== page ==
Deep, transparent involvement in a strong biblical church will be critically helpful to the maturity in manhood and Christ you are seeking. All Christians need to hear and read God's Word regularly, and we need other believers around us to build us up, hold us accountable, help us examine ourselves and overcome our temptation to rationalize our own sin, and help us grow spiritually. Also, to your marriage question, it will put you in a better position to find a woman who clearly loves Jesus and whom you might pursue as a potential wife. The more you build your life around serving God and His people in the church, the more you will be able to see who the women are in your church who have the same priorities.
Within the context of a biblical church, a particularly great way to grow in Christ is to pursue one-on-one discipleship. Proverbs 27:17 says, "Iron sharpens iron, and one man sharpens another." If possible, look for a church in your area that has a strong culture of such discipleship. Find an older, more mature (hopefully married) brother in Christ and get in a regular accountability and discipleship relationship. Read Scripture together; read other good books by wise, godly authors. (Knowing God by J.I. Packer is a wonderful book to go through in a discipleship context. As it relates to marriage, Lou Priolo's The Complete Husband is great for meditating on the joys and responsibilities of being a godly husband.)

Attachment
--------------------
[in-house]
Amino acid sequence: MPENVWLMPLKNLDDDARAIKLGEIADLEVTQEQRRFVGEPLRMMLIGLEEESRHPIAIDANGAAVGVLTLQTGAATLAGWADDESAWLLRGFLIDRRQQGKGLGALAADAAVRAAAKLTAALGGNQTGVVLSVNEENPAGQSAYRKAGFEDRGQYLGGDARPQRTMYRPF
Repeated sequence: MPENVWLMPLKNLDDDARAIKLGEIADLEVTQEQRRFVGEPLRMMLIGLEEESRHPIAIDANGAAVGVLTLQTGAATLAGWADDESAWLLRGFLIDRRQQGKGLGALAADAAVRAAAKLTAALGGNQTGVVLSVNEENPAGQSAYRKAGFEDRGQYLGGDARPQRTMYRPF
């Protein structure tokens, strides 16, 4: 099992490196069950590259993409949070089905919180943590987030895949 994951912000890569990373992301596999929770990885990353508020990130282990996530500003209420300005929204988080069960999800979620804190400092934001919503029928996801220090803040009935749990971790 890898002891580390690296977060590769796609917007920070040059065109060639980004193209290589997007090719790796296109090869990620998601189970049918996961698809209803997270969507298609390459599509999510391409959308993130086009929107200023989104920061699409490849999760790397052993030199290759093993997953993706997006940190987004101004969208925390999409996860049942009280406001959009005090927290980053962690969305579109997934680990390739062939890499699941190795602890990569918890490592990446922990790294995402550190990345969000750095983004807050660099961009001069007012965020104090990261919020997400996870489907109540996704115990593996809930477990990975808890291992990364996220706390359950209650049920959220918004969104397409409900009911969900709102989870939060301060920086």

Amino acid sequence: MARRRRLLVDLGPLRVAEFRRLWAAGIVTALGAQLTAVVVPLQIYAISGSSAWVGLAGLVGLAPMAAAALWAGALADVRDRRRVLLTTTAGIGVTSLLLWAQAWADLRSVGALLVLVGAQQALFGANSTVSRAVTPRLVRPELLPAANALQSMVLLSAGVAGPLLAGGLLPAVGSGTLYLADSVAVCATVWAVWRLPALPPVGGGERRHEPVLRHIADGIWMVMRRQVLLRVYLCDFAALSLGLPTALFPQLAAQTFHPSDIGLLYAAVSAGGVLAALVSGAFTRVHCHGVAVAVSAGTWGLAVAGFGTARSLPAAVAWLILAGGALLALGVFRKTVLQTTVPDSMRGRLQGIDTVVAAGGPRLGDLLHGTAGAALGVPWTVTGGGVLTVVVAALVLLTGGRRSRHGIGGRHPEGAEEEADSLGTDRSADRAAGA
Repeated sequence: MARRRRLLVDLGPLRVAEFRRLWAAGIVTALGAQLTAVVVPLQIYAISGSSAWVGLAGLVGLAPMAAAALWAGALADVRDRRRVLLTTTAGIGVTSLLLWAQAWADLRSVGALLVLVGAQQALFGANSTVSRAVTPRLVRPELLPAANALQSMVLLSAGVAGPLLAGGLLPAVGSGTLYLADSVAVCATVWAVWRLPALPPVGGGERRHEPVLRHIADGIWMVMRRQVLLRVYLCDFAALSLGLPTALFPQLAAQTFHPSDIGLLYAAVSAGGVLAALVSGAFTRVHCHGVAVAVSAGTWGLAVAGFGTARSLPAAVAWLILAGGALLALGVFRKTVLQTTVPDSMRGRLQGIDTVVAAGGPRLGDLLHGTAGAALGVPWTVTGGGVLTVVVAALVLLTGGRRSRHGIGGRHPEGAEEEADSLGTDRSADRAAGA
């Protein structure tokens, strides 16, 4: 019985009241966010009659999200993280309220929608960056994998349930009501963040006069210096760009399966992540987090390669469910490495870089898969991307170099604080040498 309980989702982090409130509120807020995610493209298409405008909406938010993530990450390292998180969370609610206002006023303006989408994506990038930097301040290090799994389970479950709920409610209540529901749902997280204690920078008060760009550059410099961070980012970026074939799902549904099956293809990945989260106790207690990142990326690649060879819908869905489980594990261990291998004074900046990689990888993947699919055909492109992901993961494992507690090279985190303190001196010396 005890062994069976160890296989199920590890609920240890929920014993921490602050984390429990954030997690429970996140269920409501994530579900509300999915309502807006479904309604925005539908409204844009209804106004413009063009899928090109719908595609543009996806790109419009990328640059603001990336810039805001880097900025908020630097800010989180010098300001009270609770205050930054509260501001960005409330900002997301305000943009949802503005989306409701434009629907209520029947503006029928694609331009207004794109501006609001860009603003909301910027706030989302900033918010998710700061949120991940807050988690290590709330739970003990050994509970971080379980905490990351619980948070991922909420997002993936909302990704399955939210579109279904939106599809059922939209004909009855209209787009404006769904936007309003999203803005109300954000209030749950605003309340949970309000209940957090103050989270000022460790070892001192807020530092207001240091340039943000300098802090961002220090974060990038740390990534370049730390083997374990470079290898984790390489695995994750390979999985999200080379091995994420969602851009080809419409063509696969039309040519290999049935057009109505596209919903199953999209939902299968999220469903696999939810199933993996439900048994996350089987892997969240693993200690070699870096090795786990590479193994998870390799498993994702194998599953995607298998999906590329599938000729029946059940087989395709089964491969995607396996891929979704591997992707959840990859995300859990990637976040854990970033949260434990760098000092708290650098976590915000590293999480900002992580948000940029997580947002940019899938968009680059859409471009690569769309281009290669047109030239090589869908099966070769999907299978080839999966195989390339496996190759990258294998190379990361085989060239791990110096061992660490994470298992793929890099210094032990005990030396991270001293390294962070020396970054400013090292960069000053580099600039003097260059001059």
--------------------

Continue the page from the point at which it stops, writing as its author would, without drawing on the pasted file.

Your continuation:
Be transparent about confessing your sin and be open to correction. Not only do such relationships build up both parties in spiritual maturity, but when the time comes to find and pursue a potential wife, you will have a ready-made counselor and advisor who knows you well to help you be wise in that pursuit. Speaking of marriage, a great resource for thinking through a biblical approach to marriage is Boundless' own online publication A Guy's Guide to Marrying Well.
When you say you want to be a "better man," the Bible has a particular vision for that, both as it relates to biblical manhood in general and husbands in particular. Study Ephesians 5:25-33 and 1 Peter 3:7 for God's idea of how to be a godly husband (as well as the example of Christ in His servant leadership of His people, chiefly in the cross). Look at 1 Timothy 3 and Titus 1 for a description of godly manhood (as revealed in the qualifications of elders — leaders in the church). Certainly study and meditate on these passages on your own. You might also introduce them into your discipleship discussions.
You will find, as you meditate on biblical manhood, that selflessness, self-discipline, and humble, godly leadership are at the core. Two great extra-biblical meditations on the characteristics of godly manhood can be found in the opening essay of John Piper and Wayne Grudem's Recovering Biblical Manhood and Womanhood and, more briefly, in Albert Mohler's article "The Marks of Manhood."
Again, it sounds like you are desiring and pursuing good things. I will pray that the Lord would provide wisdom, growth and continued grace as you seek Him.
For His glory,
Copyright 2014 Scott Croft. All rights reserved.